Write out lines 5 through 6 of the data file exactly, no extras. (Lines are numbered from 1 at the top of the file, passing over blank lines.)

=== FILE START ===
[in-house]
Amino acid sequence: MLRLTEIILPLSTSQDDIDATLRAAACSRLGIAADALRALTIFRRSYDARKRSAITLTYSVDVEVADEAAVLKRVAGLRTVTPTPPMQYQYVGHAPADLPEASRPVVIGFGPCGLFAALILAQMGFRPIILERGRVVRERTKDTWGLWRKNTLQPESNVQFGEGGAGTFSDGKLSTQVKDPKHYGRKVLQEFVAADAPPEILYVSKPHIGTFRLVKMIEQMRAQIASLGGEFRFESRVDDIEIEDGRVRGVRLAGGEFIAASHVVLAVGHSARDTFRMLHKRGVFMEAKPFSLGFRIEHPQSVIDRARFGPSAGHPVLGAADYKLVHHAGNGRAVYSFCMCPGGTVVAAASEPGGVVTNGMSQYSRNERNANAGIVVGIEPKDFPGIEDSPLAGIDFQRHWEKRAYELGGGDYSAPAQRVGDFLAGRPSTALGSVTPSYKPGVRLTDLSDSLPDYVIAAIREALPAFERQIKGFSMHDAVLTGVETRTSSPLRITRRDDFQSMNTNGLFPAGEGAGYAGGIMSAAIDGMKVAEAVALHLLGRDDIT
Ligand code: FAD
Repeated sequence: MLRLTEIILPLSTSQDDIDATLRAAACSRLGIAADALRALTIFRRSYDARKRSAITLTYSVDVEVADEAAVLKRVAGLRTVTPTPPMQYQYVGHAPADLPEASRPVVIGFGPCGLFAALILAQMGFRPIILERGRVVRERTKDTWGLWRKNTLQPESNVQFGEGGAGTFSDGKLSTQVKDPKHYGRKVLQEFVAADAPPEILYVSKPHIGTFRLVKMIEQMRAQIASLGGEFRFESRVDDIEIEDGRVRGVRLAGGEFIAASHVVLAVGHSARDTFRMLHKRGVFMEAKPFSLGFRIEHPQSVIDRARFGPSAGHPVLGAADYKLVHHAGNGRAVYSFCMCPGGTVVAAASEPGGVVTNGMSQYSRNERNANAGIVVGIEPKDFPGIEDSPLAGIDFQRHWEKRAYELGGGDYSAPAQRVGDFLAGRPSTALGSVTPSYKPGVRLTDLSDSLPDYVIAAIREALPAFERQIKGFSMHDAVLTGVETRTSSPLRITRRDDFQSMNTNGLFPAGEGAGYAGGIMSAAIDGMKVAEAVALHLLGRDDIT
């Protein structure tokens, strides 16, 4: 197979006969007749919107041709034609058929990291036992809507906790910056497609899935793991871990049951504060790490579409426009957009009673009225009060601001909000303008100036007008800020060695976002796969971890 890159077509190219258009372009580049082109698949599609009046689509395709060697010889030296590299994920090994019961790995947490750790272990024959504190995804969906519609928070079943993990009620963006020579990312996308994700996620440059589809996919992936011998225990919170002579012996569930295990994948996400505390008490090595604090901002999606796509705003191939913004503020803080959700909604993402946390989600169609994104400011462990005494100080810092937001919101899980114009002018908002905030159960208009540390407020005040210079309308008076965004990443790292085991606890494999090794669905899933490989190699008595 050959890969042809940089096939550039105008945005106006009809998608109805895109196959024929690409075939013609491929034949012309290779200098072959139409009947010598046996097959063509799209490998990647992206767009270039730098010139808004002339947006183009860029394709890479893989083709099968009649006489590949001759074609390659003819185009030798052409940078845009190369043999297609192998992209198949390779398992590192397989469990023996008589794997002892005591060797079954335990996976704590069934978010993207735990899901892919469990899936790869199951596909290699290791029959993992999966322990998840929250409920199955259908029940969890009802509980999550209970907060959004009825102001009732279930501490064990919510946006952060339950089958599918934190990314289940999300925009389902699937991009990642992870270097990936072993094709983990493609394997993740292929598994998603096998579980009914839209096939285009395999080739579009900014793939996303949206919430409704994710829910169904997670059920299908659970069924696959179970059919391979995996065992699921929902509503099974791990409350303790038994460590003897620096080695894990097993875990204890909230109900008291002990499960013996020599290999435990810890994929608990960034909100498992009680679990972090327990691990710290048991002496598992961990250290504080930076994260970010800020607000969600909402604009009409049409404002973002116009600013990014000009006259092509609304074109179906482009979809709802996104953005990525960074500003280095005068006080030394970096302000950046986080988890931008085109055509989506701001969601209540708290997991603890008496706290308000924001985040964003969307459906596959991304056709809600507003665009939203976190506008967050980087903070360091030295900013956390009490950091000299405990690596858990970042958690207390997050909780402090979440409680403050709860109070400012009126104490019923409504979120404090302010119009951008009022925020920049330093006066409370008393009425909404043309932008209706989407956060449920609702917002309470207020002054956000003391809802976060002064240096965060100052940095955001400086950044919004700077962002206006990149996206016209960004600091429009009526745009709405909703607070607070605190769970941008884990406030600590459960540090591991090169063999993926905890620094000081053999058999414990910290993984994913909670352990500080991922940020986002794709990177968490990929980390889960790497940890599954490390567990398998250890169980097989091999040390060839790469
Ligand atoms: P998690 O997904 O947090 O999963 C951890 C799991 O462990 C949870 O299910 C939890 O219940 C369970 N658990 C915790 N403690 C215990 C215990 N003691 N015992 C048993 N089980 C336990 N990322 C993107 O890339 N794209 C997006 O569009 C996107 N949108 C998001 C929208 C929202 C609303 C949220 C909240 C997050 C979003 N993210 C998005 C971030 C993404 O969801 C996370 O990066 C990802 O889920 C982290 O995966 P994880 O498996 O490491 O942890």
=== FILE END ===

């Protein structure tokens, strides 16, 4: 197979006969007749919107041709034609058929990291036992809507906790910056497609899935793991871990049951504060790490579409426009957009009673009225009060601001909000303008100036007008800020060695976002796969971890 890159077509190219258009372009580049082109698949599609009046689509395709060697010889030296590299994920090994019961790995947490750790272990024959504190995804969906519609928070079943993990009620963006020579990312996308994700996620440059589809996919992936011998225990919170002579012996569930295990994948996400505390008490090595604090901002999606796509705003191939913004503020803080959700909604993402946390989600169609994104400011462990005494100080810092937001919101899980114009002018908002905030159960208009540390407020005040210079309308008076965004990443790292085991606890494999090794669905899933490989190699008595 050959890969042809940089096939550039105008945005106006009809998608109805895109196959024929690409075939013609491929034949012309290779200098072959139409009947010598046996097959063509799209490998990647992206767009270039730098010139808004002339947006183009860029394709890479893989083709099968009649006489590949001759074609390659003819185009030798052409940078845009190369043999297609192998992209198949390779398992590192397989469990023996008589794997002892005591060797079954335990996976704590069934978010993207735990899901892919469990899936790869199951596909290699290791029959993992999966322990998840929250409920199955259908029940969890009802509980999550209970907060959004009825102001009732279930501490064990919510946006952060339950089958599918934190990314289940999300925009389902699937991009990642992870270097990936072993094709983990493609394997993740292929598994998603096998579980009914839209096939285009395999080739579009900014793939996303949206919430409704994710829910169904997670059920299908659970069924696959179970059919391979995996065992699921929902509503099974791990409350303790038994460590003897620096080695894990097993875990204890909230109900008291002990499960013996020599290999435990810890994929608990960034909100498992009680679990972090327990691990710290048991002496598992961990250290504080930076994260970010800020607000969600909402604009009409049409404002973002116009600013990014000009006259092509609304074109179906482009979809709802996104953005990525960074500003280095005068006080030394970096302000950046986080988890931008085109055509989506701001969601209540708290997991603890008496706290308000924001985040964003969307459906596959991304056709809600507003665009939203976190506008967050980087903070360091030295900013956390009490950091000299405990690596858990970042958690207390997050909780402090979440409680403050709860109070400012009126104490019923409504979120404090302010119009951008009022925020920049330093006066409370008393009425909404043309932008209706989407956060449920609702917002309470207020002054956000003391809802976060002064240096965060100052940095955001400086950044919004700077962002206006990149996206016209960004600091429009009526745009709405909703607070607070605190769970941008884990406030600590459960540090591991090169063999993926905890620094000081053999058999414990910290993984994913909670352990500080991922940020986002794709990177968490990929980390889960790497940890599954490390567990398998250890169980097989091999040390060839790469
Ligand atoms: P998690 O997904 O947090 O999963 C951890 C799991 O462990 C949870 O299910 C939890 O219940 C369970 N658990 C915790 N403690 C215990 C215990 N003691 N015992 C048993 N089980 C336990 N990322 C993107 O890339 N794209 C997006 O569009 C996107 N949108 C998001 C929208 C929202 C609303 C949220 C909240 C997050 C979003 N993210 C998005 C971030 C993404 O969801 C996370 O990066 C990802 O889920 C982290 O995966 P994880 O498996 O490491 O942890």